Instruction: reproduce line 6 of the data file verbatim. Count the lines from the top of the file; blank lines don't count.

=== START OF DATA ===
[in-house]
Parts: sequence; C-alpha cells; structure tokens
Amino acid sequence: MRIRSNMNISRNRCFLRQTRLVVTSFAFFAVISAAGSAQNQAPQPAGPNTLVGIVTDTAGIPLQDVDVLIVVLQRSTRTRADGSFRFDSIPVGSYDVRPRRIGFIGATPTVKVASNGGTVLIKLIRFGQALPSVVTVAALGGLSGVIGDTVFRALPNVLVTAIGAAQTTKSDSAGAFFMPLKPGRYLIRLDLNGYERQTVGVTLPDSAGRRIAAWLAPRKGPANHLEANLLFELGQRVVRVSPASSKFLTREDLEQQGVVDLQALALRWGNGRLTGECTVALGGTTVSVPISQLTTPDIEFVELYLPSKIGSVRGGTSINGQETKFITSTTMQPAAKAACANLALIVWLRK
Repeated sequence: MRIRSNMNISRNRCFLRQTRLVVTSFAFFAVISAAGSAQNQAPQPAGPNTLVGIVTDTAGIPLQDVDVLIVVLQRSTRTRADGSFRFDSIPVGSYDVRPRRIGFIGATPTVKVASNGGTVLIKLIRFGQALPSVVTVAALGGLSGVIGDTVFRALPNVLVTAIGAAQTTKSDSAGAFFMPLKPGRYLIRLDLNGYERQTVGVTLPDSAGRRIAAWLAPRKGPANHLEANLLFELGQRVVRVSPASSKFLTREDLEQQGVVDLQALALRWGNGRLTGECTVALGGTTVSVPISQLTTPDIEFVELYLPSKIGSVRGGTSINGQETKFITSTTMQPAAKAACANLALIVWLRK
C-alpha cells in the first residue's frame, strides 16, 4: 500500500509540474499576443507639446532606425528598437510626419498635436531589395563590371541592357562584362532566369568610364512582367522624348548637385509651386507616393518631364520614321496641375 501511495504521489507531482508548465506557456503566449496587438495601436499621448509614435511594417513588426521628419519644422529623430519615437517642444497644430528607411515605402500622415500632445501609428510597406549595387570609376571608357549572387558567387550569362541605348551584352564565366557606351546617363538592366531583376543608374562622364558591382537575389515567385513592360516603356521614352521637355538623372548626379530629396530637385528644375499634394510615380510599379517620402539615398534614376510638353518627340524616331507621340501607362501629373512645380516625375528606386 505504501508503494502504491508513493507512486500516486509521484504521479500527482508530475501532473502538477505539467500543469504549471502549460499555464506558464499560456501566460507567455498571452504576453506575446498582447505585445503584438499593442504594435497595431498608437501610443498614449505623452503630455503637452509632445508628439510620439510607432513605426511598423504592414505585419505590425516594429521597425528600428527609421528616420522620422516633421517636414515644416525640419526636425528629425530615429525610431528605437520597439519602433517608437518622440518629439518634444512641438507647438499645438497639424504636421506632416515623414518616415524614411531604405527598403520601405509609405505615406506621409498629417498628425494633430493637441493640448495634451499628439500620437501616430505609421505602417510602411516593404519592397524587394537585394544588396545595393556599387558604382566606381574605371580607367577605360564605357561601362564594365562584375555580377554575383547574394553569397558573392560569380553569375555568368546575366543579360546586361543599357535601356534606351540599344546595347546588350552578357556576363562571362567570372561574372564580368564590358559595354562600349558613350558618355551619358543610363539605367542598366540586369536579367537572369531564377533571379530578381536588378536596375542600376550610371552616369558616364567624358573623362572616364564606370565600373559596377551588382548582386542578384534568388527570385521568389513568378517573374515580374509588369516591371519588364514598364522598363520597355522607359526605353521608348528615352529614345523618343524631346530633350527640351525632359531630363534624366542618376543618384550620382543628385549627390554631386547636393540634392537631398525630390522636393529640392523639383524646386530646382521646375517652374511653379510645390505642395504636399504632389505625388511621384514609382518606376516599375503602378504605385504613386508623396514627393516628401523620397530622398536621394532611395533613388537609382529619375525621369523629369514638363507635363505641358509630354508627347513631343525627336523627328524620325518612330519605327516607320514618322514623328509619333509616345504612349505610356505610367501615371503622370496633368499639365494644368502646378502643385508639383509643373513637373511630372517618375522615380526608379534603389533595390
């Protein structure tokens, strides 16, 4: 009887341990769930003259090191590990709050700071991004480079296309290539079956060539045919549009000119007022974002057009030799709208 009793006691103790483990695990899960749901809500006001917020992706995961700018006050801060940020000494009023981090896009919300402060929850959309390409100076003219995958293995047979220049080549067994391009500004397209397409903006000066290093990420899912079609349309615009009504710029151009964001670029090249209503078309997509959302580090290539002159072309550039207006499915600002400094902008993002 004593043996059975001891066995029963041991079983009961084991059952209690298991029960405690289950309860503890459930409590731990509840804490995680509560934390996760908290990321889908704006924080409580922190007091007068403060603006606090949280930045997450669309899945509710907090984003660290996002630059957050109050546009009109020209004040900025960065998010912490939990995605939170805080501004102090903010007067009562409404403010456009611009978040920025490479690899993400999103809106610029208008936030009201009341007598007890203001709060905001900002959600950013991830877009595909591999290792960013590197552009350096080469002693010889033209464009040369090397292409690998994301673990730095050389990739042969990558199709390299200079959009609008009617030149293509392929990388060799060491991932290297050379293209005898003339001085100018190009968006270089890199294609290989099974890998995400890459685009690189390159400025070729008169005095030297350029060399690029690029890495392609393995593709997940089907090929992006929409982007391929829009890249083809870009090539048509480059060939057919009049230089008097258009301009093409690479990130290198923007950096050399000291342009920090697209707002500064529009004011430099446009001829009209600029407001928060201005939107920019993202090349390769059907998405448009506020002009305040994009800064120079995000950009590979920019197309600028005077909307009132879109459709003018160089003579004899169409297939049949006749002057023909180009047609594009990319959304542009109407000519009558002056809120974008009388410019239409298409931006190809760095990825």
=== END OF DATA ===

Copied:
């Protein structure tokens, strides 16, 4: 009887341990769930003259090191590990709050700071991004480079296309290539079956060539045919549009000119007022974002057009030799709208 009793006691103790483990695990899960749901809500006001917020992706995961700018006050801060940020000494009023981090896009919300402060929850959309390409100076003219995958293995047979220049080549067994391009500004397209397409903006000066290093990420899912079609349309615009009504710029151009964001670029090249209503078309997509959302580090290539002159072309550039207006499915600002400094902008993002 004593043996059975001891066995029963041991079983009961084991059952209690298991029960405690289950309860503890459930409590731990509840804490995680509560934390996760908290990321889908704006924080409580922190007091007068403060603006606090949280930045997450669309899945509710907090984003660290996002630059957050109050546009009109020209004040900025960065998010912490939990995605939170805080501004102090903010007067009562409404403010456009611009978040920025490479690899993400999103809106610029208008936030009201009341007598007890203001709060905001900002959600950013991830877009595909591999290792960013590197552009350096080469002693010889033209464009040369090397292409690998994301673990730095050389990739042969990558199709390299200079959009609008009617030149293509392929990388060799060491991932290297050379293209005898003339001085100018190009968006270089890199294609290989099974890998995400890459685009690189390159400025070729008169005095030297350029060399690029690029890495392609393995593709997940089907090929992006929409982007391929829009890249083809870009090539048509480059060939057919009049230089008097258009301009093409690479990130290198923007950096050399000291342009920090697209707002500064529009004011430099446009001829009209600029407001928060201005939107920019993202090349390769059907998405448009506020002009305040994009800064120079995000950009590979920019197309600028005077909307009132879109459709003018160089003579004899169409297939049949006749002057023909180009047609594009990319959304542009109407000519009558002056809120974008009388410019239409298409931006190809760095990825």